Al-Balad, Jeddah

Coordinates: 21°29′N 39°11′E / 21.483°N 39.183°E / 21.483; 39.183
From Wikipedia, the free encyclopedia
Historic Jeddah, the Gate to Makkah
Historic Jeddah, the Gate to Makkah, a UNESCO World Heritage Site
Al-Balad, Jeddah is located in Saudi Arabia
Al-Balad, Jeddah
Location within Saudi Arabia
General information
Town or cityJeddah, Makkah Region
CountrySaudi Arabia
Coordinates21°29′N 39°11′E / 21.483°N 39.183°E / 21.483; 39.183
Official nameHistoric Jeddah, the Gate to Makkah
Criteriaii, iv, vi
Designated2014 (38th session)
Reference no.1361
Regionthe Arab States

Al-Balad (Arabic: البلد, Hejazi Arabic pronunciation: [al.ˈba.lad]) is the historical area of Jeddah, the second largest city of Saudi Arabia. Balad can literally be translated as "The Town."[1] Balad is the historic center of the City of Jeddah.[2]

Al-Balad was founded in the 7th century and historically served as the centre of Jeddah.[3] Al-Balad's defensive walls were torn down in the 1940s. In the 1970s and 1980s, when Jeddah began to become wealthier due to the oil boom, many Jeddawis moved north, away from Al-Balad,[4] as it reminded them of less prosperous times.[5] Al-Balad had insufficient parking space for large cars. Its stores did not sell expensive designer clothing. Poor immigrants moved in place of the Saudi population.[4] The municipality of Jeddah began historical preservation efforts in the 1970s. In 1991 the Municipality of Jeddah founded the Jeddah Historical Preservation Society to preserve the historical architecture and culture of Al-Balad. In 2002, US$4 million were earmarked for the preservation society.[5] In 2009, Al-Balad was nominated by Saudi Commission for Tourism and Antiquities to be added to UNESCO's World Heritage list, and it was accepted in 2014.[6]

In order to preserve the old structures within Al-Balad, the Historical Area Preservation Department was established in 1990, hoping also to help promoting cultural tourism in the country.[citation needed] The Saudi Crown Prince, Muhammad bin Salman, pledged $13.33 million to restore the old city in Jeddah as there were 56 buildings in urgent need of repair.[7]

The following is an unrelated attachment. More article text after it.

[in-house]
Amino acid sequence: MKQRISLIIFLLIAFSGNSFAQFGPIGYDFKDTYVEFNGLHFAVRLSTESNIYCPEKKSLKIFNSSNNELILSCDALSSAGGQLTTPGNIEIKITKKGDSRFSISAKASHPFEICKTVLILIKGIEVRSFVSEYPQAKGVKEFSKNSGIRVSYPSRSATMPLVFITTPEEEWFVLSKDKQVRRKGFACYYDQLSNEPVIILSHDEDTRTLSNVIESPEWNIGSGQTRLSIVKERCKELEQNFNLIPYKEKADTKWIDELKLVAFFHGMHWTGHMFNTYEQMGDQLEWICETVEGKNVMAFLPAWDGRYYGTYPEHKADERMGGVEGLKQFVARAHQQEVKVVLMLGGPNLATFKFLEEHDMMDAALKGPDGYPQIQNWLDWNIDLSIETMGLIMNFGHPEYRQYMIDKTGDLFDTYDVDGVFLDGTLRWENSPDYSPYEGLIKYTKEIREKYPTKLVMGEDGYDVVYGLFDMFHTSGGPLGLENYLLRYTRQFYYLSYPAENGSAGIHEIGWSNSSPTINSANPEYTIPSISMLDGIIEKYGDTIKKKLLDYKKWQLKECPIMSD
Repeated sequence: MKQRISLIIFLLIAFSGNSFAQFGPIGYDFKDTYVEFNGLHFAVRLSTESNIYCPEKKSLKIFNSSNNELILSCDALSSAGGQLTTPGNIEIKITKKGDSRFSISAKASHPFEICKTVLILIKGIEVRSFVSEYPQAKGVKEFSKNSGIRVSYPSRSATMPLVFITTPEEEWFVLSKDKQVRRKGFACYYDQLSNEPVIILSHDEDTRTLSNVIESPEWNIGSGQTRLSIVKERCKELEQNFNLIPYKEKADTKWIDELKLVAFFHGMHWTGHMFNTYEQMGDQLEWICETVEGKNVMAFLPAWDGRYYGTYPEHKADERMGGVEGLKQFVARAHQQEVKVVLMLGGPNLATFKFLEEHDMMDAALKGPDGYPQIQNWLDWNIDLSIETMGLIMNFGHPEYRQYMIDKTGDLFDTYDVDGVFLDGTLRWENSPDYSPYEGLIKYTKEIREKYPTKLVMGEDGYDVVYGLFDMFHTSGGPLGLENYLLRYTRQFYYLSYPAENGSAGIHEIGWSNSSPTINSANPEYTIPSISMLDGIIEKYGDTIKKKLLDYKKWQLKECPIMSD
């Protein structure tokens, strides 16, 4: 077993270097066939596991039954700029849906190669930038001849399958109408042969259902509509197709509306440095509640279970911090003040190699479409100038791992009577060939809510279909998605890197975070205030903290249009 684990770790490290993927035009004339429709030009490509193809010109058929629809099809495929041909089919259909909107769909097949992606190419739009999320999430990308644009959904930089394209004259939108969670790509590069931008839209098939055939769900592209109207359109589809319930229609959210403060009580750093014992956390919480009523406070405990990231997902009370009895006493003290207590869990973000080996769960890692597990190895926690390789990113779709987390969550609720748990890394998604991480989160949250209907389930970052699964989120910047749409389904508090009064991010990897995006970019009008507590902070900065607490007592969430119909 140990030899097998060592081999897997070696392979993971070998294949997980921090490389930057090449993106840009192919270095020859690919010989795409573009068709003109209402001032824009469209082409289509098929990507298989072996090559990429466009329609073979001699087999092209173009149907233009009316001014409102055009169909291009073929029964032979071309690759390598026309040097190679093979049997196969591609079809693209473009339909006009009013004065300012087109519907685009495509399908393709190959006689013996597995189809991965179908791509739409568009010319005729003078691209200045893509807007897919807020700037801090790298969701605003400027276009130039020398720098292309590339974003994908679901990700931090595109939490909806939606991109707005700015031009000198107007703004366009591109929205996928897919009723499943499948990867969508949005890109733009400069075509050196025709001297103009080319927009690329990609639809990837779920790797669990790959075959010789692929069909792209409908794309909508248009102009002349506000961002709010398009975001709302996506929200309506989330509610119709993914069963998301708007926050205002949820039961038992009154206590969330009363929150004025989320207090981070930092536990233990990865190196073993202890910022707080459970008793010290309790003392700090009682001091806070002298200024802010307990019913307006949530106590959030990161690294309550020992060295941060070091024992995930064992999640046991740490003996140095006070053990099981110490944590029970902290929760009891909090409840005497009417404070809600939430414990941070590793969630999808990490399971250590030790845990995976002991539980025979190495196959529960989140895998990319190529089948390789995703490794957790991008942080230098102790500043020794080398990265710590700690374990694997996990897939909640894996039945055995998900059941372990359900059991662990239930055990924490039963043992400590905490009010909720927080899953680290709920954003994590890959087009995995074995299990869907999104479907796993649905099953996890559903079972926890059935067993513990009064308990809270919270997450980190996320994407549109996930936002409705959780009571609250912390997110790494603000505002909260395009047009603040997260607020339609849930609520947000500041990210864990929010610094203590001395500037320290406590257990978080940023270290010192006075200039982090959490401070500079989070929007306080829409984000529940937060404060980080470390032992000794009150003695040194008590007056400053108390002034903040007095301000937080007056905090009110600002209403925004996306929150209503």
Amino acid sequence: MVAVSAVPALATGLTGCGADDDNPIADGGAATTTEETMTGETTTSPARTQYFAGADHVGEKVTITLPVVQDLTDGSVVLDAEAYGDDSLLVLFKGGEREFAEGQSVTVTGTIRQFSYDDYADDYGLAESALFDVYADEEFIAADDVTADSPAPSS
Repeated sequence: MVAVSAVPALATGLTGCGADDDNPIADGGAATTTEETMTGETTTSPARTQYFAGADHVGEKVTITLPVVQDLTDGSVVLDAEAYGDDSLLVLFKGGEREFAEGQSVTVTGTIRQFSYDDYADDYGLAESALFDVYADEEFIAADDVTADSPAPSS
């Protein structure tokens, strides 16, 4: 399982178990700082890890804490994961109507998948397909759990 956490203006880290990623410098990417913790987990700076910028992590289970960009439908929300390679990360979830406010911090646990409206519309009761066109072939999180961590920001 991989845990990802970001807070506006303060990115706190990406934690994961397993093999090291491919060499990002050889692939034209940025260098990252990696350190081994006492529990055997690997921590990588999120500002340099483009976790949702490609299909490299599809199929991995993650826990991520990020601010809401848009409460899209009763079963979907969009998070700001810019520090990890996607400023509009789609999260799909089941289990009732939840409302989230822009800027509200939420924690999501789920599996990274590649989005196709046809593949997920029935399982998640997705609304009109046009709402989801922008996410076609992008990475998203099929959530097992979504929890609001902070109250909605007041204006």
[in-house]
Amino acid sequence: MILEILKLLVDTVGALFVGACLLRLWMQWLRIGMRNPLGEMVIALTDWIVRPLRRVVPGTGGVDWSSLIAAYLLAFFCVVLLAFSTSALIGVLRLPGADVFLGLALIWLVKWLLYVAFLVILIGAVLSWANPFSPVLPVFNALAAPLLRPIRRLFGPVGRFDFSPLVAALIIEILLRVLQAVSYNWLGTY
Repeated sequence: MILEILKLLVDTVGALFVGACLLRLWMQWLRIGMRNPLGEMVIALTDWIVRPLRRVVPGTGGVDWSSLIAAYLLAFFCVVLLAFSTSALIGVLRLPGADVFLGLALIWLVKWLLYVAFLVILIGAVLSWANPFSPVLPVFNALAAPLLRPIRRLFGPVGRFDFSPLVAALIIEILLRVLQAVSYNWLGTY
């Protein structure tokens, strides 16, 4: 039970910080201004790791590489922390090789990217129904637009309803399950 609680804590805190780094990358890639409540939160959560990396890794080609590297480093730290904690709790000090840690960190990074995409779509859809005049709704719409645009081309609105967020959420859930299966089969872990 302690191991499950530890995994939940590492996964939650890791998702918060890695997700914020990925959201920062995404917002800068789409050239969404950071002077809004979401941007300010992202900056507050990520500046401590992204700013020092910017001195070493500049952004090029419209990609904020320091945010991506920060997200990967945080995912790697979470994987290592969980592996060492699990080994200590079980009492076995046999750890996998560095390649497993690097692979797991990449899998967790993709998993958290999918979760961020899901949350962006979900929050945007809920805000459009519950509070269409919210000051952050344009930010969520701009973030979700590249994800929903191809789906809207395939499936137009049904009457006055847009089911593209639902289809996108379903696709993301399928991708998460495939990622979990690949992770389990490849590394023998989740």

Many Jeddawis had moved away from Al-Balad by 2007; the streets of Balad were still packed with people during the month of Ramadan.[2] Around that year the Jeddah Urban Development Company was formed to restore Al-Balad.[8]

Historical neighborhoods[edit]

Al-Balad is mainly divided into number of different districts:[9]

  • Al-Mazloum neighborhood: This neighborhood was named after Abdulkarim al-Barzanji, who was killed by the Ottoman government and located in the north-eastern part of area north of Al-Alawi Street, with Dar Al-Qabal, Al-Shafi'i Mosque and Souk Al-Jamaa.
  • Al-Sham neighborhood: Located in the northern part of Al-Balad which includes this neighborhood Dar al-Sarti and Dar al-Zahid.
  • Al-Yemen neighborhood: Located in the southern part of Al-Balad south of Al-Alawi Street and gained its name towards the country of Yemen , it includes Dar Al-Nassif, Dar Al-Jumjum, Dar Al-Shaarawi and Dar Al-Abdul-Samad.
  • Al-Bahr neighborhood: Located in the south-western part of Jeddah, overlooking the sea and the Dar Al-Radwan House, known at the time as the Radwan of Sea.

Historical houses[edit]

Among the most famous and oldest buildings to date are the Al Nassif House and Al Jamjoom House in Yemen neighborhood, Al Baeshen House, Al Qabal Mosque, Al Shafi'i Mosque in Al Mazloum, Dar Al Banaja and Al Zahed Houses in the Al Sham neighborhood. Some of these buildings have risen to more than 30 meters. Their construction is still in good condition after decades.[9]

Jeddah Old City is a home for 500-year-old buildings that are now subject to restoration as the Saudi crown prince Muhammad bin Salman pledged an amount of $13.3 million to restore 56 buildings. The restoration project will be implemented by the Ministry of Culture. The aim of the project is to boost the artistic culture in Saudi Arabia.[10]

Traditional Hijazi houses are characterized by their wooden Rōšān Arabic: روشان, Hejazi Arabic pronunciation: [ro̞ːʃaːn] windows and balconies, which are similar to the Mashrabiya found in Egypt, Iraq and other countries, and to the Gallarija found in Malta (which is a descendant of the Muxrabija).